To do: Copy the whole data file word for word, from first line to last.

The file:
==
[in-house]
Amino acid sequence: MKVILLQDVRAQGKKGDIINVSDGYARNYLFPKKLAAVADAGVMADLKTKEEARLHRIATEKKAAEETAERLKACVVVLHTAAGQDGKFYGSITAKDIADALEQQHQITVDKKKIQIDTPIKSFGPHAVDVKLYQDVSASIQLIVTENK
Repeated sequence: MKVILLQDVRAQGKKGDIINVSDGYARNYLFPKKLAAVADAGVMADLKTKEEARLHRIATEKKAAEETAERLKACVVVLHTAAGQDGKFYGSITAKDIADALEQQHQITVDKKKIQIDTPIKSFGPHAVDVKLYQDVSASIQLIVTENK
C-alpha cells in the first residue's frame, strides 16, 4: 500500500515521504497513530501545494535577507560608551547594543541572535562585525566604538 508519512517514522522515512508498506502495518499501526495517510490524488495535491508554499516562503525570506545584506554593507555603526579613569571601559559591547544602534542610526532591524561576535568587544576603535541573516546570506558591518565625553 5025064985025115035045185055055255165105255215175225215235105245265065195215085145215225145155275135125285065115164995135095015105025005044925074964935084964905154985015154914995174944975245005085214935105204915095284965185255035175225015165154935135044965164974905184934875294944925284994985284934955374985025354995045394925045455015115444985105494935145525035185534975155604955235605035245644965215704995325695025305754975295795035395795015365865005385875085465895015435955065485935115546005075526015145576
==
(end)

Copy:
[in-house]
Amino acid sequence: MKVILLQDVRAQGKKGDIINVSDGYARNYLFPKKLAAVADAGVMADLKTKEEARLHRIATEKKAAEETAERLKACVVVLHTAAGQDGKFYGSITAKDIADALEQQHQITVDKKKIQIDTPIKSFGPHAVDVKLYQDVSASIQLIVTENK
Repeated sequence: MKVILLQDVRAQGKKGDIINVSDGYARNYLFPKKLAAVADAGVMADLKTKEEARLHRIATEKKAAEETAERLKACVVVLHTAAGQDGKFYGSITAKDIADALEQQHQITVDKKKIQIDTPIKSFGPHAVDVKLYQDVSASIQLIVTENK
C-alpha cells in the first residue's frame, strides 16, 4: 500500500515521504497513530501545494535577507560608551547594543541572535562585525566604538 508519512517514522522515512508498506502495518499501526495517510490524488495535491508554499516562503525570506545584506554593507555603526579613569571601559559591547544602534542610526532591524561576535568587544576603535541573516546570506558591518565625553 5025064985025115035045185055055255165105255215175225215235105245265065195215085145215225145155275135125285065115164995135095015105025005044925074964935084964905154985015154914995174944975245005085214935105204915095284965185255035175225015165154935135044965164974905184934875294944925284994985284934955374985025354995045394925045455015115444985105494935145525035185534975155604955235605035245644965215704995325695025305754975295795035395795015365865005385875085465895015435955065485935115546005075526015145576